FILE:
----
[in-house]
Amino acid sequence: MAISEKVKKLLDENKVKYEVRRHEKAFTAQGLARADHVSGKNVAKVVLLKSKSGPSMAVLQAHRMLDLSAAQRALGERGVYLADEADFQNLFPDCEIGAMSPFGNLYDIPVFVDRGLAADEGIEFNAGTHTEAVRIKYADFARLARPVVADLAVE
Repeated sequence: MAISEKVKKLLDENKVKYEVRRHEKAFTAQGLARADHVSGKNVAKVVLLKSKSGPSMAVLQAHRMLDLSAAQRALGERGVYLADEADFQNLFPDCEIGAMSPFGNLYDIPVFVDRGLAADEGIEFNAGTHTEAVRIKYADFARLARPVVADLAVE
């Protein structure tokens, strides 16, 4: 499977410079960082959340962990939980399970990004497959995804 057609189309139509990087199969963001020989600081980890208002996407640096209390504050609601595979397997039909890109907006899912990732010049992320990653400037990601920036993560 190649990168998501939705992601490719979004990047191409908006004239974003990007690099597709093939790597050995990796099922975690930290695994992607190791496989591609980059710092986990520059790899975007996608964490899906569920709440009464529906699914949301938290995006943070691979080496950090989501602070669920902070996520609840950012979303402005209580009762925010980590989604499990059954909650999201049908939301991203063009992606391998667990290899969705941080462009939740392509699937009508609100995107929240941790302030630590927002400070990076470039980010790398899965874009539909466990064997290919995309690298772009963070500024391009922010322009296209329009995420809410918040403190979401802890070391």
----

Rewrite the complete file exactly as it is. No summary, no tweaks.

[in-house]
Amino acid sequence: MAISEKVKKLLDENKVKYEVRRHEKAFTAQGLARADHVSGKNVAKVVLLKSKSGPSMAVLQAHRMLDLSAAQRALGERGVYLADEADFQNLFPDCEIGAMSPFGNLYDIPVFVDRGLAADEGIEFNAGTHTEAVRIKYADFARLARPVVADLAVE
Repeated sequence: MAISEKVKKLLDENKVKYEVRRHEKAFTAQGLARADHVSGKNVAKVVLLKSKSGPSMAVLQAHRMLDLSAAQRALGERGVYLADEADFQNLFPDCEIGAMSPFGNLYDIPVFVDRGLAADEGIEFNAGTHTEAVRIKYADFARLARPVVADLAVE
């Protein structure tokens, strides 16, 4: 499977410079960082959340962990939980399970990004497959995804 057609189309139509990087199969963001020989600081980890208002996407640096209390504050609601595979397997039909890109907006899912990732010049992320990653400037990601920036993560 190649990168998501939705992601490719979004990047191409908006004239974003990007690099597709093939790597050995990796099922975690930290695994992607190791496989591609980059710092986990520059790899975007996608964490899906569920709440009464529906699914949301938290995006943070691979080496950090989501602070669920902070996520609840950012979303402005209580009762925010980590989604499990059954909650999201049908939301991203063009992606391998667990290899969705941080462009939740392509699937009508609100995107929240941790302030630590927002400070990076470039980010790398899965874009539909466990064997290919995309690298772009963070500024391009922010322009296209329009995420809410918040403190979401802890070391």